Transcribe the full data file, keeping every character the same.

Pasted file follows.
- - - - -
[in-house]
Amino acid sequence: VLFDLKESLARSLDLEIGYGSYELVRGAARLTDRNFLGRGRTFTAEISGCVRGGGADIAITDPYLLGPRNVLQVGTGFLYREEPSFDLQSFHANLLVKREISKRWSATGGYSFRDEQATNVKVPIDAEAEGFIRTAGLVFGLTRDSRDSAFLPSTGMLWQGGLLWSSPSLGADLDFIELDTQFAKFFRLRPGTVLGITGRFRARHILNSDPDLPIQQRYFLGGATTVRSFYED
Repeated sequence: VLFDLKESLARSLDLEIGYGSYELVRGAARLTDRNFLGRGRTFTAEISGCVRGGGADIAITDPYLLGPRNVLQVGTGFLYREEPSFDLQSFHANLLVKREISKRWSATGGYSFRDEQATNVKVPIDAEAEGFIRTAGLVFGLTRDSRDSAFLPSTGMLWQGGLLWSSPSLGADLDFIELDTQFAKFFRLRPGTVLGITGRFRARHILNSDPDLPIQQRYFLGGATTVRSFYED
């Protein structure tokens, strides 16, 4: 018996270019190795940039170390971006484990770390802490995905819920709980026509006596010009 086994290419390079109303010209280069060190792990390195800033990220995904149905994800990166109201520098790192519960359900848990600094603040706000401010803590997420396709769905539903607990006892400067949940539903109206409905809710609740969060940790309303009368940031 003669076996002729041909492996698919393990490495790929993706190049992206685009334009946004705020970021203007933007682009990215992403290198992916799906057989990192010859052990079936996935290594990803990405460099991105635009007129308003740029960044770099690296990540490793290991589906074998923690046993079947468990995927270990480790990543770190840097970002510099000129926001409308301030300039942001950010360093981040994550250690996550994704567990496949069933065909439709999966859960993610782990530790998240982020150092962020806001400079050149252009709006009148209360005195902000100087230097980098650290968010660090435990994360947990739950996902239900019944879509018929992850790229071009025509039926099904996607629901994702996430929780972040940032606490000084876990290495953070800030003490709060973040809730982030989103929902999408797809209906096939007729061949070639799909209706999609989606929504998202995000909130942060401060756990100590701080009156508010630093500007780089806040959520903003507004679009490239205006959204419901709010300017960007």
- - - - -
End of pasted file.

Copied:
[in-house]
Amino acid sequence: VLFDLKESLARSLDLEIGYGSYELVRGAARLTDRNFLGRGRTFTAEISGCVRGGGADIAITDPYLLGPRNVLQVGTGFLYREEPSFDLQSFHANLLVKREISKRWSATGGYSFRDEQATNVKVPIDAEAEGFIRTAGLVFGLTRDSRDSAFLPSTGMLWQGGLLWSSPSLGADLDFIELDTQFAKFFRLRPGTVLGITGRFRARHILNSDPDLPIQQRYFLGGATTVRSFYED
Repeated sequence: VLFDLKESLARSLDLEIGYGSYELVRGAARLTDRNFLGRGRTFTAEISGCVRGGGADIAITDPYLLGPRNVLQVGTGFLYREEPSFDLQSFHANLLVKREISKRWSATGGYSFRDEQATNVKVPIDAEAEGFIRTAGLVFGLTRDSRDSAFLPSTGMLWQGGLLWSSPSLGADLDFIELDTQFAKFFRLRPGTVLGITGRFRARHILNSDPDLPIQQRYFLGGATTVRSFYED
């Protein structure tokens, strides 16, 4: 018996270019190795940039170390971006484990770390802490995905819920709980026509006596010009 086994290419390079109303010209280069060190792990390195800033990220995904149905994800990166109201520098790192519960359900848990600094603040706000401010803590997420396709769905539903607990006892400067949940539903109206409905809710609740969060940790309303009368940031 003669076996002729041909492996698919393990490495790929993706190049992206685009334009946004705020970021203007933007682009990215992403290198992916799906057989990192010859052990079936996935290594990803990405460099991105635009007129308003740029960044770099690296990540490793290991589906074998923690046993079947468990995927270990480790990543770190840097970002510099000129926001409308301030300039942001950010360093981040994550250690996550994704567990496949069933065909439709999966859960993610782990530790998240982020150092962020806001400079050149252009709006009148209360005195902000100087230097980098650290968010660090435990994360947990739950996902239900019944879509018929992850790229071009025509039926099904996607629901994702996430929780972040940032606490000084876990290495953070800030003490709060973040809730982030989103929902999408797809209906096939007729061949070639799909209706999609989606929504998202995000909130942060401060756990100590701080009156508010630093500007780089806040959520903003507004679009490239205006959204419901709010300017960007």